US regulators have closed bidding for the day in the hotly contested 800MW New York offshore wind auction. The sale will continue Friday morning at 8:30am Eastern time. Three companies bid a record $25.5m in the twenty-seventh and final round of the day on Thursday.
Mayors and governors — many of them in states that supported President-elect Donald J. Trump — say they are equally determined to continue the policies and plans they have already adopted to address climate change and related environmental damage, regardless of what they see from Washington. “With a federal government that’s hostile to climate action, more and faster climate action work from cities, states and businesses will be required to stay anywhere near on track with our carbon pollution goals,” said Sam Adams, the former mayor of Portland, Ore., and current director of the World Resources Institute United States.
After eight years of being banished and sometimes vilified by the Obama administration, the fossil fuel industry is enjoying a remarkable resurgence as its executives and lobbyists shape President-elect Donald Trump’s policy agenda and staff his administration. The oil, gas and coal industries are amassing power throughout Washington — from Foggy Bottom, where ExxonMobil chief executive Rex Tillerson is Trump’s nominee to be secretary of state, to domestic regulatory agencies including the departments of Energy and Interior as well as the Environmental Protection Agency.
President-elect Donald Trump on Thursday named U.S. Representative Ryan Zinke of Montana, a former Navy SEAL commander who questions whether humans are largely the cause of climate change, as his choice for secretary of the interior. If the Senate confirms Zinke, a Republican, to lead the Interior Department, he will head an agency that employs more than 70,000 people across the country and oversees more than 20 percent of federal land, including national parks such as Yellowstone and Yosemite.
Advocates for more state control of public lands and fewer government regulations on energy development hope Donald Trump will be more receptive to their cause, which they say has been ignored during President Barack Obama’s two terms. A look at some key questions:
The Obama administration on Wednesday finalized a rule that lets wind-energy companies operate high-speed turbines for up to 30 years – even if means killing or injuring thousands of federally protected bald and golden eagles. Under the new rule, wind companies and other power providers will not face a penalty if they kill or injure up to 4,200 bald eagles, nearly four times the current limit. Deaths of the more rare golden eagles would be allowed without penalty so long as companies minimize losses by taking steps such as retrofitting power poles to reduce the risk of electrocution.
The U.S. oil and gas industry on Wednesday welcomed President-elect Donald Trump’s choice of former Texas Governor Rick Perry to head the U.S. Department of Energy, and wasted no time making its first specific request of him: to support increased exports of America’s natural gas overseas. Trump named Perry as his pick for the top U.S. energy job on Wednesday morning, handing the portfolio to a climate change skeptic with close ties to the oil and gas industry, and who previously proposed abolishing the department.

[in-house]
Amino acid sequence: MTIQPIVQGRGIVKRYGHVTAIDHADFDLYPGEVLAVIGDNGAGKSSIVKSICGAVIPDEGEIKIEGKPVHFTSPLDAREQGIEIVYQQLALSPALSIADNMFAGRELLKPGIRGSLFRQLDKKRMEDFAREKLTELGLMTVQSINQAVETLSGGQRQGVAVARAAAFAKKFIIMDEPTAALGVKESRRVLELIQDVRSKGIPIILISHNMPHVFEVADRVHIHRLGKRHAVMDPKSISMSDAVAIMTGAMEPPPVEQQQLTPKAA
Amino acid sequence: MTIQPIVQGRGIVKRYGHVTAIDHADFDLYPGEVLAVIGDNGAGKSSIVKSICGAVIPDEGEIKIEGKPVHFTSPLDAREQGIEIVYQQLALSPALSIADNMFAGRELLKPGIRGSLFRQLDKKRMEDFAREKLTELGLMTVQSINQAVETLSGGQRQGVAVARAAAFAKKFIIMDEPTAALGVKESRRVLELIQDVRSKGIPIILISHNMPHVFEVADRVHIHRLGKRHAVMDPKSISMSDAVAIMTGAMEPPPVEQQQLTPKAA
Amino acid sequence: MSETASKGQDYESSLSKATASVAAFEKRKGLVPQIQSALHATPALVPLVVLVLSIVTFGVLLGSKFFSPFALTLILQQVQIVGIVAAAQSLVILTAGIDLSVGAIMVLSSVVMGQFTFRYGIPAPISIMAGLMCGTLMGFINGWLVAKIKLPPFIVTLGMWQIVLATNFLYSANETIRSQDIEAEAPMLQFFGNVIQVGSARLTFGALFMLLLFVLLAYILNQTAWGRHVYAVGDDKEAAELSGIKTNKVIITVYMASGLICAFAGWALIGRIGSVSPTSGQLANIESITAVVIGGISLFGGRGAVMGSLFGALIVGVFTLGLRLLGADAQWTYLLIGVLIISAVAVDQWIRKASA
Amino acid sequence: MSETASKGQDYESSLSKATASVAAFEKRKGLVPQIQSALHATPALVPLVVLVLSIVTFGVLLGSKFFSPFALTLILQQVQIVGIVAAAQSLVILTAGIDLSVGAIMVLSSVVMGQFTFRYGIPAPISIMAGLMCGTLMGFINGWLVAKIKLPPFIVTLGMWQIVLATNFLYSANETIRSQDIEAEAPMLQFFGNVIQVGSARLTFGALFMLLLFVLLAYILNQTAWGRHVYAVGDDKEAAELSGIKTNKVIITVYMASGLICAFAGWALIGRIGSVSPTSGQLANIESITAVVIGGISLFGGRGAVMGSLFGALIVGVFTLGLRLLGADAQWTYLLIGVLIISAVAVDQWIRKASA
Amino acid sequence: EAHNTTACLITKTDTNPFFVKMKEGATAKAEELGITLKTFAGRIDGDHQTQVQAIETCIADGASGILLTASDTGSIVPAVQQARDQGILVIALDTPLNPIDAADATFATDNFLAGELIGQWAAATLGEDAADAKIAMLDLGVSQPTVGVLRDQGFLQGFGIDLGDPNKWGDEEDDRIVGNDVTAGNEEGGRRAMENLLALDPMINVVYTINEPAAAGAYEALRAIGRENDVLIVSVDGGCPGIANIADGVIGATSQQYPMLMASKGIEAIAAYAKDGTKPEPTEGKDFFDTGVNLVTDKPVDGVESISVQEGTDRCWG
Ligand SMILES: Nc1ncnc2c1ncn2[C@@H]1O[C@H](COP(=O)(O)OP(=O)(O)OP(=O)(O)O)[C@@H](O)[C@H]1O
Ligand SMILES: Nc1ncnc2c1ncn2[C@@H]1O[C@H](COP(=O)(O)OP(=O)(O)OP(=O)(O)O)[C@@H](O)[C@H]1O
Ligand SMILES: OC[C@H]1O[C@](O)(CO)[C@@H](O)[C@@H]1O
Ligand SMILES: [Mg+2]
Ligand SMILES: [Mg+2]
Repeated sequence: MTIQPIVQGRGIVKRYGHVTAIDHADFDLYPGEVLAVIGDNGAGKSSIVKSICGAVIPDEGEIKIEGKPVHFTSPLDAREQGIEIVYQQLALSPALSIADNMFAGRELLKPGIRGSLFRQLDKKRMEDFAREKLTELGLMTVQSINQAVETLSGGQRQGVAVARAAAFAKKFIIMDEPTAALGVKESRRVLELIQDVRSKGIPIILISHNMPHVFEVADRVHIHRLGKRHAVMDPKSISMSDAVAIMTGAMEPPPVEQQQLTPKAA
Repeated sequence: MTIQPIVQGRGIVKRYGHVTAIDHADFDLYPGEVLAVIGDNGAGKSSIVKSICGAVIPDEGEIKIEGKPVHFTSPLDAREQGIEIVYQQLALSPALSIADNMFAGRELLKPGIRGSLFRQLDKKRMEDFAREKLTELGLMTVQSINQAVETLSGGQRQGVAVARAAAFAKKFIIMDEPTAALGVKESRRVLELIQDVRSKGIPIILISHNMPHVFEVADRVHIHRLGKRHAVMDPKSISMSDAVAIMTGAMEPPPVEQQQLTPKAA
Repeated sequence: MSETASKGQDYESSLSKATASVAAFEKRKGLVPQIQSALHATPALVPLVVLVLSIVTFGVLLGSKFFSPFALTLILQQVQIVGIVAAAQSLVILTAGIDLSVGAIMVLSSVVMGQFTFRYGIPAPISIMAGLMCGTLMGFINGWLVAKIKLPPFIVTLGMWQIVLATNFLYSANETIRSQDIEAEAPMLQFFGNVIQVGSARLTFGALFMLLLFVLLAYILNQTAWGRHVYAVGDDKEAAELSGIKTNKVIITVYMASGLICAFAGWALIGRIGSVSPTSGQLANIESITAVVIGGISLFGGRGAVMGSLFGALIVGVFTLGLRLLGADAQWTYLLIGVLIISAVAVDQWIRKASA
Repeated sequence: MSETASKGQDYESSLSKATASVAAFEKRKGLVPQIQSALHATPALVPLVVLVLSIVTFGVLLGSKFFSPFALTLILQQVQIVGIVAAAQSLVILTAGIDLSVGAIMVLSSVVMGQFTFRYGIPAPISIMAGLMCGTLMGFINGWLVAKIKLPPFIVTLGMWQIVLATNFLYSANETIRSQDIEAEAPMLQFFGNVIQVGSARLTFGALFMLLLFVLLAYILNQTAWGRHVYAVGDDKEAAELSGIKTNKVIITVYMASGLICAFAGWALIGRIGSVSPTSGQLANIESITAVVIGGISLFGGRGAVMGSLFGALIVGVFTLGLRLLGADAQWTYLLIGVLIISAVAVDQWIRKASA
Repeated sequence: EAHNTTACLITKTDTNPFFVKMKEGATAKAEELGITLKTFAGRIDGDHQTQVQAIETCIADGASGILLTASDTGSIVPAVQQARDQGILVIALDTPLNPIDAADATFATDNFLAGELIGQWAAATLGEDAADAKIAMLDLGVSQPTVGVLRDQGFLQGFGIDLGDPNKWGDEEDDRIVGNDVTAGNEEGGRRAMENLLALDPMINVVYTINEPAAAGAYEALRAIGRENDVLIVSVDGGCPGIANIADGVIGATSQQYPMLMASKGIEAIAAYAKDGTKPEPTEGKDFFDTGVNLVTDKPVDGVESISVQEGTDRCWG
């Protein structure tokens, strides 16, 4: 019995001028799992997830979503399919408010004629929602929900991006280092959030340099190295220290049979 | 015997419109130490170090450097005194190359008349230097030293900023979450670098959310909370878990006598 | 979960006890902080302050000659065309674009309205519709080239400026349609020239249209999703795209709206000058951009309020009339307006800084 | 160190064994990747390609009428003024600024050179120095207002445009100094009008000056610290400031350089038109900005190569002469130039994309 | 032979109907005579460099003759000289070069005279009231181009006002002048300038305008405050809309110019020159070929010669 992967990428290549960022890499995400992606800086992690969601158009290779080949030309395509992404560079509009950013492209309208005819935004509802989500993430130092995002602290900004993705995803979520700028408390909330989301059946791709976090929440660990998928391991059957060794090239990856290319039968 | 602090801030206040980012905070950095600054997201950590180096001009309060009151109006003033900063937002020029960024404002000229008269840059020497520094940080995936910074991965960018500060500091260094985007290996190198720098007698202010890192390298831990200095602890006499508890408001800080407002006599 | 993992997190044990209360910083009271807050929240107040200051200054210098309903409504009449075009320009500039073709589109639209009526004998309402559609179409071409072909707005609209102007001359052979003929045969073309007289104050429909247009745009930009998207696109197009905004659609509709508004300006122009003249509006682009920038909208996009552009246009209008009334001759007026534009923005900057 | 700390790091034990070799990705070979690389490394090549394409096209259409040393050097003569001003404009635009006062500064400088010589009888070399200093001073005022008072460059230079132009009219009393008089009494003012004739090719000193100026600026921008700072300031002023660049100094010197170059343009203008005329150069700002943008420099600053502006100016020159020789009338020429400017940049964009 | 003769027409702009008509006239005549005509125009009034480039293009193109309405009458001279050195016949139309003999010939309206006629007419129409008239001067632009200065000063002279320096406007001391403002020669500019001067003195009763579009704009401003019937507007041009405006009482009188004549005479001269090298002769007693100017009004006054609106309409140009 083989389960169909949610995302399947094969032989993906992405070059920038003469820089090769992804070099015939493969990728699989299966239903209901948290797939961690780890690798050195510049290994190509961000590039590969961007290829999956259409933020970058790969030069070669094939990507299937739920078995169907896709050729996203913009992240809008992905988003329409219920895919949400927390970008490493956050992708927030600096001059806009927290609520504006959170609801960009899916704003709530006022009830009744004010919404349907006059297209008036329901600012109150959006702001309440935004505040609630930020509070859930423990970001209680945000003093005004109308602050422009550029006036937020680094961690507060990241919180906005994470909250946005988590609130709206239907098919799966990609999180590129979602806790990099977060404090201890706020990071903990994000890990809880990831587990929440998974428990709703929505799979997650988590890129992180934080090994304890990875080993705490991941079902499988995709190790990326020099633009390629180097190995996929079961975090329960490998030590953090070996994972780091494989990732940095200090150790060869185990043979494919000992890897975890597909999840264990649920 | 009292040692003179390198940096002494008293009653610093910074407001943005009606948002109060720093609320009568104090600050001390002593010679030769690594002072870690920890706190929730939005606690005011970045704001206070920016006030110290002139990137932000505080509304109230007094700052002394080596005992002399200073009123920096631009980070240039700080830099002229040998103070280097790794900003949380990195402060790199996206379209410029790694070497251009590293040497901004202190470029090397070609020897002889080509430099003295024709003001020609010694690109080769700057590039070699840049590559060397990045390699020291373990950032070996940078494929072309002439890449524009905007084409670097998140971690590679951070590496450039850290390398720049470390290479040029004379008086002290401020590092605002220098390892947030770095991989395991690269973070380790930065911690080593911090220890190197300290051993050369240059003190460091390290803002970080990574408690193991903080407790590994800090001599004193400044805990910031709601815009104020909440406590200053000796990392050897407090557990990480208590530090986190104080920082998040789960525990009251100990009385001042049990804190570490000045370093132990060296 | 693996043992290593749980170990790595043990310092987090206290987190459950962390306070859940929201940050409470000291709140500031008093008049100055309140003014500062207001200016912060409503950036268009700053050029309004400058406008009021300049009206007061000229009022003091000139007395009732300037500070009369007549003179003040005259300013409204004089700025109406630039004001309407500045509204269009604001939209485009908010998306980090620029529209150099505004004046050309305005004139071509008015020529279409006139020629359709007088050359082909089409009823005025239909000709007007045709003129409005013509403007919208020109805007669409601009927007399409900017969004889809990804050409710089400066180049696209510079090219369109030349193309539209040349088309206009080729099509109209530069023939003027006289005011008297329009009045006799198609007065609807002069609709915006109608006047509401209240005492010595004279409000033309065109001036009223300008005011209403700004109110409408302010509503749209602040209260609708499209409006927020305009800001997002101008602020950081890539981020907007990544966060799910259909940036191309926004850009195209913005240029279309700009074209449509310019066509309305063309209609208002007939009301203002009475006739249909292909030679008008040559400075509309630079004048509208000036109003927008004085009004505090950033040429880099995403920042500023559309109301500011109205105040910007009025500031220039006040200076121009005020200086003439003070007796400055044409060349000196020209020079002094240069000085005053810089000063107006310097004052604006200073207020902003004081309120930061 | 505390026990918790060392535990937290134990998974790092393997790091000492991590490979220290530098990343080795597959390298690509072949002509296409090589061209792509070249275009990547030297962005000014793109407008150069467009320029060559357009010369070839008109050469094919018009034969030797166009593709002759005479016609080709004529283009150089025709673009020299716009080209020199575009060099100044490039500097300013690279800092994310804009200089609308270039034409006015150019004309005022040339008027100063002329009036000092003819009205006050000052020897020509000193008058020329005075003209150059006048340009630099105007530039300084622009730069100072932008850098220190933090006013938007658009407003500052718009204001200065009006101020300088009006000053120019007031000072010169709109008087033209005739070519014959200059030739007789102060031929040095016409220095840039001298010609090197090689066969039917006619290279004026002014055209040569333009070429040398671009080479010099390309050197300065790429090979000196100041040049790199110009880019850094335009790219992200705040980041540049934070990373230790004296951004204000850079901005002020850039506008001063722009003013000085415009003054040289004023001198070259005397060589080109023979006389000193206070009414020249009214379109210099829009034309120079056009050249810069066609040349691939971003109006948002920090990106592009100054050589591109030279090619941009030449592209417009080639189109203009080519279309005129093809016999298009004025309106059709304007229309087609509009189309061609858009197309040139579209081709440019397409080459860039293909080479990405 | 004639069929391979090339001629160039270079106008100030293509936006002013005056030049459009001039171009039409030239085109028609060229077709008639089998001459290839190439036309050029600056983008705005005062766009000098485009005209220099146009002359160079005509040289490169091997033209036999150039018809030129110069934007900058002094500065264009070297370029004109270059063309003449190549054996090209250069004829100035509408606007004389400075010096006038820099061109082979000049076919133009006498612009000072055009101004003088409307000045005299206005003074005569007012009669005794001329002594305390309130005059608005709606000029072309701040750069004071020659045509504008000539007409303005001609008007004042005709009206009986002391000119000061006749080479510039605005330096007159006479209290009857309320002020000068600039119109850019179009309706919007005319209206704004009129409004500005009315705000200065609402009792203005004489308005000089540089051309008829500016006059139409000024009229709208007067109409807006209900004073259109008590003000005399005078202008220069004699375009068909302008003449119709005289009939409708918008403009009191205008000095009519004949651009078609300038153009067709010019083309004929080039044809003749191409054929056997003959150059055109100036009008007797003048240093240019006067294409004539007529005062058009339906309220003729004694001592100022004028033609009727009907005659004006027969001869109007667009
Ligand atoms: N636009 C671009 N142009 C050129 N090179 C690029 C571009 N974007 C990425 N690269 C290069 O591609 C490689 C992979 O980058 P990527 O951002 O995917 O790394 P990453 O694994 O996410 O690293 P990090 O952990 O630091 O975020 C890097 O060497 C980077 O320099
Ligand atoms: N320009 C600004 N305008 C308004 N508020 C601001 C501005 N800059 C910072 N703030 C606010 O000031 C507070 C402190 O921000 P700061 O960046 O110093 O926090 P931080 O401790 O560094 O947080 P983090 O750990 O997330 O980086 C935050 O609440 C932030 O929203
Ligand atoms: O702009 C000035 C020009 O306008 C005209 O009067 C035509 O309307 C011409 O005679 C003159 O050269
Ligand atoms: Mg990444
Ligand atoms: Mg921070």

He brushed off it off as a Chinese hoax, then called it the real deal and finally declared that “nobody really knows.” When it comes to climate change, Donald Trump is sending mixed signals on whether or how he will try to slow Earth’s warming temperatures and rising sea levels. Since he was elected, Trump has met with prominent climate activists Al Gore and Leonardo DiCaprio. He’s suggested his daughter Ivanka, a close adviser, has a particular interest in the issue and could be his envoy. But he has also tapped oil industry champions for his Cabinet, men who say they’re determined to reverse President Barack Obama’s efforts to rein in emissions.
The governors of the three U.S. West Coast states on Tuesday vowed to step up their efforts to fight climate change in the face of the incoming administration of President-elect Donald Trump, who has dismissed global warming as a hoax. Democratic governors Jerry Brown of California, Jay Inslee of Washington and Katherine Brown of Oregon made stark warnings that climate change was already harming the Pacific Ocean along which their states lie.
The EPA said Tuesday it’s less certain than it was 18 months ago that hydraulic fracturing, or fracking, does not harm drinking water supplies. In June 2015, the agency issued a draft assessment of the oil and gas drilling process’ effects on nearby drinking water supplies that found “no widespread, systemic impacts on drinking water resources.” But the final report, issued Tuesday, does not include that finding.